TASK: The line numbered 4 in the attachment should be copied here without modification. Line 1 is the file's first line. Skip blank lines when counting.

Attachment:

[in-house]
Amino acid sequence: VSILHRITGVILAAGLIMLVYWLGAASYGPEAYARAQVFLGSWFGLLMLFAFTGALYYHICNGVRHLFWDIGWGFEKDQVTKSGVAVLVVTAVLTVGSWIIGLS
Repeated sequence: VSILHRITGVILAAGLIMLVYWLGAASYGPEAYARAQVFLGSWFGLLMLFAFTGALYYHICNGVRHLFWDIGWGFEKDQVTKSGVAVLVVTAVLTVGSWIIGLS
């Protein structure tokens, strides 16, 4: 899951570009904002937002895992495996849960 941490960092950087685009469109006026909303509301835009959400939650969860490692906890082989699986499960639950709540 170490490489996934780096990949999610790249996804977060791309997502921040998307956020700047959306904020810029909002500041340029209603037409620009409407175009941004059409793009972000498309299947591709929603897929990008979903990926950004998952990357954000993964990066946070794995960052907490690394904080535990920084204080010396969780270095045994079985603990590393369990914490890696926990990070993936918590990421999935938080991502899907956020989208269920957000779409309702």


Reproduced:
């Protein structure tokens, strides 16, 4: 899951570009904002937002895992495996849960 941490960092950087685009469109006026909303509301835009959400939650969860490692906890082989699986499960639950709540 170490490489996934780096990949999610790249996804977060791309997502921040998307956020700047959306904020810029909002500041340029209603037409620009409407175009941004059409793009972000498309299947591709929603897929990008979903990926950004998952990357954000993964990066946070794995960052907490690394904080535990920084204080010396969780270095045994079985603990590393369990914490890696926990990070993936918590990421999935938080991502899907956020989208269920957000779409309702």